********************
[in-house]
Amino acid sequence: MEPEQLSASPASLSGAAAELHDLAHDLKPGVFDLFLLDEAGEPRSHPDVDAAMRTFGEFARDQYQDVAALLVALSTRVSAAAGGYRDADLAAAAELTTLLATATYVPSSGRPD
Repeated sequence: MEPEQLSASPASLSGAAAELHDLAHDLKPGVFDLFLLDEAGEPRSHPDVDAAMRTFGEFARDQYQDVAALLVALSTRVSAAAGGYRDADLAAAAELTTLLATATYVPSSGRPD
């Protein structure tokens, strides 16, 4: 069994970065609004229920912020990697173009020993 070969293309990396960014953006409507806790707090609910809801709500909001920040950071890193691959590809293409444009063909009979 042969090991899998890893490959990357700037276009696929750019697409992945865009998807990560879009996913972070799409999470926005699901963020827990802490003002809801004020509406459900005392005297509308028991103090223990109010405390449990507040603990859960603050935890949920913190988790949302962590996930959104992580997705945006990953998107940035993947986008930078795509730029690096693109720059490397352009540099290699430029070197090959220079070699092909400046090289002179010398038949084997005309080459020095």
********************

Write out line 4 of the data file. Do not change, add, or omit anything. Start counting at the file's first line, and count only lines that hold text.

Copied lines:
């Protein structure tokens, strides 16, 4: 069994970065609004229920912020990697173009020993 070969293309990396960014953006409507806790707090609910809801709500909001920040950071890193691959590809293409444009063909009979 042969090991899998890893490959990357700037276009696929750019697409992945865009998807990560879009996913972070799409999470926005699901963020827990802490003002809801004020509406459900005392005297509308028991103090223990109010405390449990507040603990859960603050935890949920913190988790949302962590996930959104992580997705945006990953998107940035993947986008930078795509730029690096693109720059490397352009540099290699430029070197090959220079070699092909400046090289002179010398038949084997005309080459020095």